Tuesday, October 28, 2014

Our Second Little Miracle - Jeron Miguel

I have been very vocal about this being a difficult pregnancy. It has been an almost nine months of bedrest for me, numerous preterm contractions and subchorionic hemorrhage. I took all of those quite easily - when my doctor advised me to be on bedrest during the second trimester and told me that it would last until I give birth, I was pretty much okay with it. Anything for the baby.


Then come August 30, a routine ultrasound showed that my amniotic fluid is high and my doctor diagnosed it to be Polyhydroamnios. I was asked to do a Fasting Blood Sugar test to determine if my glucose level is high causing the amniotic fluid to be excessive. The test yielded a negative result. My glucose is within the normal limits. 

On September 13, we came back to the hospital and did another ultrasound. That was the day that I literally broke down in front of my doctor, my firstborn and my husband. The ultrasound result showed that the baby had a minimal edema on both the head and the abdomen. I was very scared for the baby and the first thing that entered my mind was my baby might have Hydrocephalus. I cried at my doctor's clinic, I cried when I saw my cousin, I cried in the car while talking to my sister on the phone, I cried when we arrived home. It was a very scary thought and I cannot accept it.


I only told a few relatives and few trusted friends about the result. I posted prayers and motivational quotes on Instagram and Facebook without explaining fully what we were going through at the time. My husband and I rarely talked about it at home, I guess we were both scared. I asked prayers from friends and family, my husband gave up smoking as his own sacrifice for the baby's health.

I was scheduled to undergo a Congenital Anomaly Scan to really determine the condition of the baby. On the day of the scan, the Perinatologist decided to do a Biophysical Profile Score instead as it was already far along in my pregnancy and the Congenital Anomaly Scan won't be as beneficial as when it is done at 20 weeks.

The first thing that the Perinatologist told us was that the edema on both the head and abdomen was less pronounced. We all breathed a sigh of relief after hearing that but the next question that my doctor asked me almost gave me a nervous breakdown, "Do you have a history of Down Syndrome?". The ultrasound showed the baby having a thickened tissue around the nape area and according to the doctors this is one of the symptoms of Down Syndrome.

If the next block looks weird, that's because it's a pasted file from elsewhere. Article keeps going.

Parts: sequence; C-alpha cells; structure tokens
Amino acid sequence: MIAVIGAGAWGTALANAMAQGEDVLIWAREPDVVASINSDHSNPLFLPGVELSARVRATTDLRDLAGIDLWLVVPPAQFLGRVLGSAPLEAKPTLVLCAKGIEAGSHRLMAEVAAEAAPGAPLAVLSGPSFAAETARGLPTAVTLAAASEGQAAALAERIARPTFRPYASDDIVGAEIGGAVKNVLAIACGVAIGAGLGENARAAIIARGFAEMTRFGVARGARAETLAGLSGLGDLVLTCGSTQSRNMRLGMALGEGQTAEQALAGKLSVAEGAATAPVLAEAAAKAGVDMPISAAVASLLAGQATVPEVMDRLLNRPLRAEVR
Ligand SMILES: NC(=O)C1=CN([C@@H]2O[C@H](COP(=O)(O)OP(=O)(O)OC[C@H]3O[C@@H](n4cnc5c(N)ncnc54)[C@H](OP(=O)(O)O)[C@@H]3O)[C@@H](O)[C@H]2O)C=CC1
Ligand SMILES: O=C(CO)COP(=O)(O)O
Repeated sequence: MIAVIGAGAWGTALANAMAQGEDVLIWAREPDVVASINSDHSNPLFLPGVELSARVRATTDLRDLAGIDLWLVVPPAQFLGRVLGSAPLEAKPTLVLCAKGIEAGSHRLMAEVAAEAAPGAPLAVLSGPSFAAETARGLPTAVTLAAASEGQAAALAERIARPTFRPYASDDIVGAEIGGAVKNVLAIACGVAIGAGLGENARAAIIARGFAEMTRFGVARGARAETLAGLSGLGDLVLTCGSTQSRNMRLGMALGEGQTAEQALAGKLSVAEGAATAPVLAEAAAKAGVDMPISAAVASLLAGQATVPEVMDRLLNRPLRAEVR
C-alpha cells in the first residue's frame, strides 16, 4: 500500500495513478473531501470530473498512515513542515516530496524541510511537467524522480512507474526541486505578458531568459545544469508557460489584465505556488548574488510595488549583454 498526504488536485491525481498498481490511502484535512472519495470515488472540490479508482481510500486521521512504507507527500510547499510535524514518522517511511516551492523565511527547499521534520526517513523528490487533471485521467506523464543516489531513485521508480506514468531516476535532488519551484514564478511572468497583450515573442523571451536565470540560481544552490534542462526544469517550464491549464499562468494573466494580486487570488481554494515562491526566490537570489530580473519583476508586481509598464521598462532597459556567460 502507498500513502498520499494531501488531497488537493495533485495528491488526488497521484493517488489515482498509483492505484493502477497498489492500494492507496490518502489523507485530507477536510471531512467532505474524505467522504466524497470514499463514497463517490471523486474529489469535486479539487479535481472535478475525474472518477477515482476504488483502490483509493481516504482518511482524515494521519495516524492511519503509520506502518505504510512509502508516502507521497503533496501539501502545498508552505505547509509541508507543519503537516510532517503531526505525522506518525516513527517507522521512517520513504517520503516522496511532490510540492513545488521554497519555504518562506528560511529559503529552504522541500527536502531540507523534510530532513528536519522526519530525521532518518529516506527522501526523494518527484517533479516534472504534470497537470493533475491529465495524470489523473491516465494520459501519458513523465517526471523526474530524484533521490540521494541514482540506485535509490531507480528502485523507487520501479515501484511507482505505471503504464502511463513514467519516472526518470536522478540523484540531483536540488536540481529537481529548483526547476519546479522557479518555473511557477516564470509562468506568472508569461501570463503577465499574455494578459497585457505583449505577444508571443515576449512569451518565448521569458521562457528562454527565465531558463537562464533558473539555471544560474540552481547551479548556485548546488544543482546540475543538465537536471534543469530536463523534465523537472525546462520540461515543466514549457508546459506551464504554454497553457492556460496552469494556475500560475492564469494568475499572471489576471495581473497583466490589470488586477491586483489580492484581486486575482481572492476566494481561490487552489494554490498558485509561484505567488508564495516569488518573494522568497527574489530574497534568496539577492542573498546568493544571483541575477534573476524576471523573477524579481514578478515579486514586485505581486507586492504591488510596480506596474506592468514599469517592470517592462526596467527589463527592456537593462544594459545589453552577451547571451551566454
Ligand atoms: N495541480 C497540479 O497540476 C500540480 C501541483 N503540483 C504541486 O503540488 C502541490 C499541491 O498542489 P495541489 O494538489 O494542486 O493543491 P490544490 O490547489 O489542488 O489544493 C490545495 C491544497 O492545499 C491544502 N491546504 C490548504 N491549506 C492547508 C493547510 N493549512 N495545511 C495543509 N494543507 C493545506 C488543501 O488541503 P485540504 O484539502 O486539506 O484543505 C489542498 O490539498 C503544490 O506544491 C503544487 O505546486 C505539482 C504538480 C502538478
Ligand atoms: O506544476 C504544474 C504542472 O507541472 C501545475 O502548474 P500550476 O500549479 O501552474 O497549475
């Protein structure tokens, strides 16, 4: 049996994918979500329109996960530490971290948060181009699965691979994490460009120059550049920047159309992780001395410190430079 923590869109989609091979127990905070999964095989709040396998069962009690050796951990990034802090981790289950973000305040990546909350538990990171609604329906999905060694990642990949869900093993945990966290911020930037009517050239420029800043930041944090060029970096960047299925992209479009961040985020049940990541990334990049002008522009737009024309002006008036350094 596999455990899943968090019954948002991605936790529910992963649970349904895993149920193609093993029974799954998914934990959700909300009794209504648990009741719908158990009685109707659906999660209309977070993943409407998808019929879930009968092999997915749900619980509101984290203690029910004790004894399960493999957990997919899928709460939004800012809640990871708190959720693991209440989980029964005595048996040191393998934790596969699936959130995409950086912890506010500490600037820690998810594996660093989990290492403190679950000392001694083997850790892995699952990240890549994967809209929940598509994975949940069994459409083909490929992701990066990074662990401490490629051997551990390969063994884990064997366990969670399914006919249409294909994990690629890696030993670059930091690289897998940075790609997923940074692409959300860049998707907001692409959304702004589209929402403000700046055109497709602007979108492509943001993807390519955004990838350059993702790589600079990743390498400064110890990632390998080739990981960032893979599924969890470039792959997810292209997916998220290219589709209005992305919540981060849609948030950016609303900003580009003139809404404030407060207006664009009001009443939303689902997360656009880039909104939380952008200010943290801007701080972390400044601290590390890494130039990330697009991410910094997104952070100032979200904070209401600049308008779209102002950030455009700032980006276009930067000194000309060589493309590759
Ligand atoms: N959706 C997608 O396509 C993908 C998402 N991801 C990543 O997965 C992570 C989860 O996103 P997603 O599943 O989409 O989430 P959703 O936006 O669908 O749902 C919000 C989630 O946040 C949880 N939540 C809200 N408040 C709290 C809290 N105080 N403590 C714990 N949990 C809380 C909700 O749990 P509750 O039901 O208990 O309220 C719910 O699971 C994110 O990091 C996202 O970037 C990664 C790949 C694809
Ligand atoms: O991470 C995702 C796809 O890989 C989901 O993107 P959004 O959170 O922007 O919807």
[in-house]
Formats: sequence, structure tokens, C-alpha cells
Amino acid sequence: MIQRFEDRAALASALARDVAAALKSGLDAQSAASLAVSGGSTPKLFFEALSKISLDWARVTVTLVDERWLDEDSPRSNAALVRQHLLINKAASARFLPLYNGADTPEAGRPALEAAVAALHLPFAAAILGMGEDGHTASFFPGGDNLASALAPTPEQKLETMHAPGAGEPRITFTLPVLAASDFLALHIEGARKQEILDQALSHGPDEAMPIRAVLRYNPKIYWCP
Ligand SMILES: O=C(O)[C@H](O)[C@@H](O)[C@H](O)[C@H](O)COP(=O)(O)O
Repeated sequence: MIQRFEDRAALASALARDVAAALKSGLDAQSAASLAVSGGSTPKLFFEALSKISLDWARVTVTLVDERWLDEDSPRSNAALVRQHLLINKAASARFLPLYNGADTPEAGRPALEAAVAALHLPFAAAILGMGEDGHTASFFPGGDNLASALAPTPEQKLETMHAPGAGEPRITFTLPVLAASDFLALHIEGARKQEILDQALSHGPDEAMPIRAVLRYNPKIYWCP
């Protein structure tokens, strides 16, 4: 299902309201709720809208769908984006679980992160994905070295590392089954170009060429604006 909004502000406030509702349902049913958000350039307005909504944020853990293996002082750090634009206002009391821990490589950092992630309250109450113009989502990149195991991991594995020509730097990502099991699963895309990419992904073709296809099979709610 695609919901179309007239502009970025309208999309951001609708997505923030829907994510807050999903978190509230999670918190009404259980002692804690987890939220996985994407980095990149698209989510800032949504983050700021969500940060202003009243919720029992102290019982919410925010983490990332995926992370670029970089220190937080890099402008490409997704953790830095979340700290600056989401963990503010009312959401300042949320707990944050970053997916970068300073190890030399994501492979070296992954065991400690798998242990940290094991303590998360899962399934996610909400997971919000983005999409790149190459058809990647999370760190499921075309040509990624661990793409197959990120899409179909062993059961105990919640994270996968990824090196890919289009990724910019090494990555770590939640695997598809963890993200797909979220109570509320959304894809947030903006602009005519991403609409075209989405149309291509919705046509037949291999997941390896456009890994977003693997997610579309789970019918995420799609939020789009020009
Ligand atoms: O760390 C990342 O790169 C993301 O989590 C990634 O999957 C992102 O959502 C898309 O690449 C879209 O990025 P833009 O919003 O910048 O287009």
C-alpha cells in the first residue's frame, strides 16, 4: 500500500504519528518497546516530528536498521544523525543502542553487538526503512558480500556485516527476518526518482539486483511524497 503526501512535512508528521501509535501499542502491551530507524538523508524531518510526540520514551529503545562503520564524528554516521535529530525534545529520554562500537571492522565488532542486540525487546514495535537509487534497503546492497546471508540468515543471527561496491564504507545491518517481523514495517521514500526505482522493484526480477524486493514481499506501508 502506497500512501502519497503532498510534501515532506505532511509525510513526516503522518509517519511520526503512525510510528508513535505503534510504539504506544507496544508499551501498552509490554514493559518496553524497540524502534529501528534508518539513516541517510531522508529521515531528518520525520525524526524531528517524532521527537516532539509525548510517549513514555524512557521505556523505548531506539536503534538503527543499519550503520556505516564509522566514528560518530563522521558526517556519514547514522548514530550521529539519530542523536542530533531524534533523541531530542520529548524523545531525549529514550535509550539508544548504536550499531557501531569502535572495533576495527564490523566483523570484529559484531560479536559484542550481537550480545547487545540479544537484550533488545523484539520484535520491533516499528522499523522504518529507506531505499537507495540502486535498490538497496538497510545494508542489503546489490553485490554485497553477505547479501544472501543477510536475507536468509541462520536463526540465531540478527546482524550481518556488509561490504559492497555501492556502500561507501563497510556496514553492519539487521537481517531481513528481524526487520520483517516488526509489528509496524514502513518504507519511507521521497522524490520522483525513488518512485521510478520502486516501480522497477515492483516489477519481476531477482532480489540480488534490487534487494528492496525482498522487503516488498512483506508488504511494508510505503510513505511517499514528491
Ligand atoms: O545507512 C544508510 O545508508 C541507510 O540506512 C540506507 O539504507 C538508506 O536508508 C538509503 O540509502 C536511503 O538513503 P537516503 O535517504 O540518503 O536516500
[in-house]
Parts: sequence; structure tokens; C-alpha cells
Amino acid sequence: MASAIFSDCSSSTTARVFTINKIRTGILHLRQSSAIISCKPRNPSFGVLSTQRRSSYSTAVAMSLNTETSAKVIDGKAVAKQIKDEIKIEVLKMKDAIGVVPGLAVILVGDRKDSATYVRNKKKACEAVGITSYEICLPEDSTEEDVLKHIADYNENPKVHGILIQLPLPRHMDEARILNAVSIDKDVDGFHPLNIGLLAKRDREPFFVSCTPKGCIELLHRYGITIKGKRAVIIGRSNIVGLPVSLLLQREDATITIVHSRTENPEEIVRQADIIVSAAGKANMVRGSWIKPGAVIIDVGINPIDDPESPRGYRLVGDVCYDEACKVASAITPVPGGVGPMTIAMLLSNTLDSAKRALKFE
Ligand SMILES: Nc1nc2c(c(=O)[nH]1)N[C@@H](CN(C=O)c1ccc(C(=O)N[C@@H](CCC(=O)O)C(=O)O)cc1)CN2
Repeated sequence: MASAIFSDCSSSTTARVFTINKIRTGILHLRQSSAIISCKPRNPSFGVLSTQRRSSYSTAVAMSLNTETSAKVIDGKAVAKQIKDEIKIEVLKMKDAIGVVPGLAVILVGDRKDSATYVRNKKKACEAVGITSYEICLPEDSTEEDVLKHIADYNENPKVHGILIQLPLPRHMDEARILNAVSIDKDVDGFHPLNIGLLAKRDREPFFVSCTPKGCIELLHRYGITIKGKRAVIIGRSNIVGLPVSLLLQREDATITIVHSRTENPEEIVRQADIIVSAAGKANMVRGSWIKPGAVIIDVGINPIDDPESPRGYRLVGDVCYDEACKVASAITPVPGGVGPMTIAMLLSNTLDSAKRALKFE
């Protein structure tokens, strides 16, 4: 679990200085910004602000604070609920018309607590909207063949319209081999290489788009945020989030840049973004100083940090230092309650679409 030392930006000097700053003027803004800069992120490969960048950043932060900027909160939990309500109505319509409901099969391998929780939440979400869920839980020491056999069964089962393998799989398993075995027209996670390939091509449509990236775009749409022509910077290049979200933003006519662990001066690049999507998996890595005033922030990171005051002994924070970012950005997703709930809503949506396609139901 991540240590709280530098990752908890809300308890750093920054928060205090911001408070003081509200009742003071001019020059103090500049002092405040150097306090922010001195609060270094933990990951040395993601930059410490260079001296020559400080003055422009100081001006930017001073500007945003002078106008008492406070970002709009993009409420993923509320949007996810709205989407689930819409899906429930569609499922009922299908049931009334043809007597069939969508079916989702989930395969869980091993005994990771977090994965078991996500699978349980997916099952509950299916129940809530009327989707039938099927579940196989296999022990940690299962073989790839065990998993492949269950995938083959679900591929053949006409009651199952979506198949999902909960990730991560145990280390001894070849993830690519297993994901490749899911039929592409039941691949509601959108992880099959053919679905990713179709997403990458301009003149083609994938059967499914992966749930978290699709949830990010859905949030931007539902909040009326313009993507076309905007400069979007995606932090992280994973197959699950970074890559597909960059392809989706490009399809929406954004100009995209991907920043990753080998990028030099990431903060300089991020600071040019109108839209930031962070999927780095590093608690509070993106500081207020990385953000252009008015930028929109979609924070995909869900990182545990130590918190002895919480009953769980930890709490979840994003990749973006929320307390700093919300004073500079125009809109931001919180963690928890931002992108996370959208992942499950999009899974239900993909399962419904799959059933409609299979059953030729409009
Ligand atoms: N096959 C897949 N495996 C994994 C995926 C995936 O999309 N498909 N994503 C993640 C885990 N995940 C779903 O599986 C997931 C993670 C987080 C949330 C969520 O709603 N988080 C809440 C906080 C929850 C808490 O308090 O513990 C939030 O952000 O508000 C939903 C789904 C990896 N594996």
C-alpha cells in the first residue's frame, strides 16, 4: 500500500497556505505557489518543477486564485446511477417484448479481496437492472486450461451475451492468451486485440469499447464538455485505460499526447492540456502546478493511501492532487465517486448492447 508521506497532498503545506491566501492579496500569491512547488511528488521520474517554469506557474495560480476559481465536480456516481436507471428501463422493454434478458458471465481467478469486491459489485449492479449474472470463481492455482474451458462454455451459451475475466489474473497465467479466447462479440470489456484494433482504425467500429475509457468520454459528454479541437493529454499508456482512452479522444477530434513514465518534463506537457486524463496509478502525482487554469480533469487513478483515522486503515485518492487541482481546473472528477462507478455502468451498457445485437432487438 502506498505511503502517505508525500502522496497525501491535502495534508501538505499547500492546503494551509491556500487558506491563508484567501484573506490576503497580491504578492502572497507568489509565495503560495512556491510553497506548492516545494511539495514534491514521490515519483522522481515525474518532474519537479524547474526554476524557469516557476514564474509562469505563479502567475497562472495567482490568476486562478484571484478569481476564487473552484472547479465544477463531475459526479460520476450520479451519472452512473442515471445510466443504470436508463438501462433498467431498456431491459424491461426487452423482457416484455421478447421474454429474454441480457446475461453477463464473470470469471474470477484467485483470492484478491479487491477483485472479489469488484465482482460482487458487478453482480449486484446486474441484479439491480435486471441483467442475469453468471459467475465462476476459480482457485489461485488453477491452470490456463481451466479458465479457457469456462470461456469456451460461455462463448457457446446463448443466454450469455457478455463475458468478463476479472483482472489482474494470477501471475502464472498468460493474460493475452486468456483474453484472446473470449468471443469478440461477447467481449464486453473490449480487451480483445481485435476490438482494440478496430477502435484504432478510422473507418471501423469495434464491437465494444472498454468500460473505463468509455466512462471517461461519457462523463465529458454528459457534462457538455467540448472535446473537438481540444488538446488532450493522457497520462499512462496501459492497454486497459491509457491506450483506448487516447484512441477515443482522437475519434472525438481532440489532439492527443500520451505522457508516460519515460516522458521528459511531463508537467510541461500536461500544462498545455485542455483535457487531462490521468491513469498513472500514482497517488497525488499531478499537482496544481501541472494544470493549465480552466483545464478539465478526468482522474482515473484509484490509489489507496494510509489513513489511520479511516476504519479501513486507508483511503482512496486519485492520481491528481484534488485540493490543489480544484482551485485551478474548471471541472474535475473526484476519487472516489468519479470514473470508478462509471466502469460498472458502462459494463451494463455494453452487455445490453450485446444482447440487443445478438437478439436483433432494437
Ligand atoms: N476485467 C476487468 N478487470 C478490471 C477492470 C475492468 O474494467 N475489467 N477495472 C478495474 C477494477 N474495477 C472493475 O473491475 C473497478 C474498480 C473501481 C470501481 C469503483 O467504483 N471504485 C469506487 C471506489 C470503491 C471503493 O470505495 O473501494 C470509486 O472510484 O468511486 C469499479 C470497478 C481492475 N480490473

I was once again scared for the baby. I started reading through forums about Down Syndrome and searched for support groups when I realized that I am already acting as if my baby has Down Syndrome when it was not diagnosed yet. I changed my way of thinking, I tried to keep a positive attitude, claiming that my son will not have Down Syndrome and that he will be born in the best of health. I prayed a lot. Family and friends prayed with me.

I was asked to return for another ultrasound to check if the thickened tissue on the nape of the baby worsened or lessened. The Perinatologist didn't see the same thickness on the nape area, my son's face looked normal on the ultrasound, the edema on the head and abdomen looked like just fat. But still, she could not rule out Down Syndrome until the baby is born. So she advised us to stop researching, stop stressing out, keep praying and just wait until the birth of the baby. And that's what we all did.


On October 18, the supposed final check up before I give birth via scheduled CS on the 24th, I was hooked up to a machine to monitor possible contractions. It turned out that I was already having contractions and they are pretty close. My doctor then decided that I will be delivering our second child that day. I asked if my husband can go inside the operating room with me, I was thinking what if the baby has Down Syndrome, I don't know how I will react. I need somebody there for support. Unfortunately, family is still not allowed inside the operating room. So it was just me, my doctor, an array of other medical practitioners and my prayers who went inside the operating room.

Little did I know that my family already arrived at the delivery room's waiting area, all ready to offer their support should we face our fears regarding the baby's condition. They are all there ready to welcome our second son.

At 12:50 in the afternoon of October 18, I delivered our second son, Jeron Miguel. All of our prayers were answered! He did not have any congenital condition, his head and his abdomen are both okay, he is a healthy young boy! 



Thank you to the doctors and nurses of the Metropolitan Medical Center for the superb job of taking care of me and Jeron during our stay, our deepest gratitude to my OB-Gyne, Dra. Eva Macababbad for being the dedicated and great doctor that she is but most especially for being a friend during the times that we were all worried about Jeron's condition and finally, thank you to everyone who prayed for our family to be strong, to keep the faith and to keep on believing. Prayers do move mountains and truly there is nothing impossible with God.


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